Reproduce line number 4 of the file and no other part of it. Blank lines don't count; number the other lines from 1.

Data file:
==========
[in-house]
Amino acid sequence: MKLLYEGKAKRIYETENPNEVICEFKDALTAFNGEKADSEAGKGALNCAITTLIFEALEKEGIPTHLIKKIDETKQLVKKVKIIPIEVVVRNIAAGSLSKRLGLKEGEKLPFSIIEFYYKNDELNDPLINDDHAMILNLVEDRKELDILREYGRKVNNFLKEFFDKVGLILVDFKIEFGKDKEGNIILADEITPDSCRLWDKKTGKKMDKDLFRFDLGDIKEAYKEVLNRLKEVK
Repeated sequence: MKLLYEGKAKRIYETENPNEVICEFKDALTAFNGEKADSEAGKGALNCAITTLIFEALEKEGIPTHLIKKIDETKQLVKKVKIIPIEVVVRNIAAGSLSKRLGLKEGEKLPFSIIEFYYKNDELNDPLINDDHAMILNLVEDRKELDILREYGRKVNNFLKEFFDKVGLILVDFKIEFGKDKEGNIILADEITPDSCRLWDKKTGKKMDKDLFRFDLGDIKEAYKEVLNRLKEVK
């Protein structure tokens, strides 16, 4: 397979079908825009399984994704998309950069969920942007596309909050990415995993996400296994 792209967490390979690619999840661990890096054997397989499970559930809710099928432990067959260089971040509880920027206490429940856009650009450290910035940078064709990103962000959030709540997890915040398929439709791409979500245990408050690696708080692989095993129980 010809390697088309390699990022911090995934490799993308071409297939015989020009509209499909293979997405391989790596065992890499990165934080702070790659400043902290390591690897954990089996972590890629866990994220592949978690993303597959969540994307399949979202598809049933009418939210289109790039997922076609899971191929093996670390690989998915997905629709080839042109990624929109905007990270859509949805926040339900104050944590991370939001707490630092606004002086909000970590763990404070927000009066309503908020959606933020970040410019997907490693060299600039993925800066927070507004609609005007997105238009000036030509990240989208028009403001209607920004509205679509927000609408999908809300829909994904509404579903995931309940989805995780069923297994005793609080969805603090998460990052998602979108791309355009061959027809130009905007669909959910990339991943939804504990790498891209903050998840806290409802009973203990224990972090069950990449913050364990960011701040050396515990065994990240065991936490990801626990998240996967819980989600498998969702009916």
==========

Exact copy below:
């Protein structure tokens, strides 16, 4: 397979079908825009399984994704998309950069969920942007596309909050990415995993996400296994 792209967490390979690619999840661990890096054997397989499970559930809710099928432990067959260089971040509880920027206490429940856009650009450290910035940078064709990103962000959030709540997890915040398929439709791409979500245990408050690696708080692989095993129980 010809390697088309390699990022911090995934490799993308071409297939015989020009509209499909293979997405391989790596065992890499990165934080702070790659400043902290390591690897954990089996972590890629866990994220592949978690993303597959969540994307399949979202598809049933009418939210289109790039997922076609899971191929093996670390690989998915997905629709080839042109990624929109905007990270859509949805926040339900104050944590991370939001707490630092606004002086909000970590763990404070927000009066309503908020959606933020970040410019997907490693060299600039993925800066927070507004609609005007997105238009000036030509990240989208028009403001209607920004509205679509927000609408999908809300829909994904509404579903995931309940989805995780069923297994005793609080969805603090998460990052998602979108791309355009061959027809130009905007669909959910990339991943939804504990790498891209903050998840806290409802009973203990224990972090069950990449913050364990960011701040050396515990065994990240065991936490990801626990998240996967819980989600498998969702009916």